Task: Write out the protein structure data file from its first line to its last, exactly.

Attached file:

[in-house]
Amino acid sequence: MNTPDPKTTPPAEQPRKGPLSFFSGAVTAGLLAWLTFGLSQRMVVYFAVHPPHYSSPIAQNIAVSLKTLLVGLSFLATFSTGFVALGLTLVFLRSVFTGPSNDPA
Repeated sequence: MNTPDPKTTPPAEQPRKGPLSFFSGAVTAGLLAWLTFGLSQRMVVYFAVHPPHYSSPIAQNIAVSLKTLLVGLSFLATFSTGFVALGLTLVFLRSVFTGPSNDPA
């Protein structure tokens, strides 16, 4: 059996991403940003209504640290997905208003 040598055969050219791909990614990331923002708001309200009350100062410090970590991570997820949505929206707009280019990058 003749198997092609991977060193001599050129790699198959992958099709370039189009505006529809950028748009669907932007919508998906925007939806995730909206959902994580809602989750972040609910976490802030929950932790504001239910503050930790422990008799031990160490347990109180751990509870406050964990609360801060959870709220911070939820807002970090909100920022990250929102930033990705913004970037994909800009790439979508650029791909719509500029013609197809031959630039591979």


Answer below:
[in-house]
Amino acid sequence: MNTPDPKTTPPAEQPRKGPLSFFSGAVTAGLLAWLTFGLSQRMVVYFAVHPPHYSSPIAQNIAVSLKTLLVGLSFLATFSTGFVALGLTLVFLRSVFTGPSNDPA
Repeated sequence: MNTPDPKTTPPAEQPRKGPLSFFSGAVTAGLLAWLTFGLSQRMVVYFAVHPPHYSSPIAQNIAVSLKTLLVGLSFLATFSTGFVALGLTLVFLRSVFTGPSNDPA
């Protein structure tokens, strides 16, 4: 059996991403940003209504640290997905208003 040598055969050219791909990614990331923002708001309200009350100062410090970590991570997820949505929206707009280019990058 003749198997092609991977060193001599050129790699198959992958099709370039189009505006529809950028748009669907932007919508998906925007939806995730909206959902994580809602989750972040609910976490802030929950932790504001239910503050930790422990008799031990160490347990109180751990509870406050964990609360801060959870709220911070939820807002970090909100920022990250929102930033990705913004970037994909800009790439979508650029791909719509500029013609197809031959630039591979």